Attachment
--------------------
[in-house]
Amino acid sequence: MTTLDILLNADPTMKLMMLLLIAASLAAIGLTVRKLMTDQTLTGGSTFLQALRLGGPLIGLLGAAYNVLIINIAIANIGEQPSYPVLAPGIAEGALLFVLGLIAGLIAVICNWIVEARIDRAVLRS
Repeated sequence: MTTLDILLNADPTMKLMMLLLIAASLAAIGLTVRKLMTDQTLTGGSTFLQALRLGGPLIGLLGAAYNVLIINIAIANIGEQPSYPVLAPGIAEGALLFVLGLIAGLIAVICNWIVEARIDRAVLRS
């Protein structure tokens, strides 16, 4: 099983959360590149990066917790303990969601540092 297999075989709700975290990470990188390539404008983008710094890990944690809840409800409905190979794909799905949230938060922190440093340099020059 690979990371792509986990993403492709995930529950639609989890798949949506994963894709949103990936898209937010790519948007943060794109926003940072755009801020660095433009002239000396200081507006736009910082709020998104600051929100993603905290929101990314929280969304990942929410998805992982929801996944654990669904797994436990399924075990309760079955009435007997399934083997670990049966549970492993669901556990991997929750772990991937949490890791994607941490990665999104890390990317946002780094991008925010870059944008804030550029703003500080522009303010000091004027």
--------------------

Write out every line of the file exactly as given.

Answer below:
[in-house]
Amino acid sequence: MTTLDILLNADPTMKLMMLLLIAASLAAIGLTVRKLMTDQTLTGGSTFLQALRLGGPLIGLLGAAYNVLIINIAIANIGEQPSYPVLAPGIAEGALLFVLGLIAGLIAVICNWIVEARIDRAVLRS
Repeated sequence: MTTLDILLNADPTMKLMMLLLIAASLAAIGLTVRKLMTDQTLTGGSTFLQALRLGGPLIGLLGAAYNVLIINIAIANIGEQPSYPVLAPGIAEGALLFVLGLIAGLIAVICNWIVEARIDRAVLRS
């Protein structure tokens, strides 16, 4: 099983959360590149990066917790303990969601540092 297999075989709700975290990470990188390539404008983008710094890990944690809840409800409905190979794909799905949230938060922190440093340099020059 690979990371792509986990993403492709995930529950639609989890798949949506994963894709949103990936898209937010790519948007943060794109926003940072755009801020660095433009002239000396200081507006736009910082709020998104600051929100993603905290929101990314929280969304990942929410998805992982929801996944654990669904797994436990399924075990309760079955009435007997399934083997670990049966549970492993669901556990991997929750772990991937949490890791994607941490990665999104890390990317946002780094991008925010870059944008804030550029703003500080522009303010000091004027």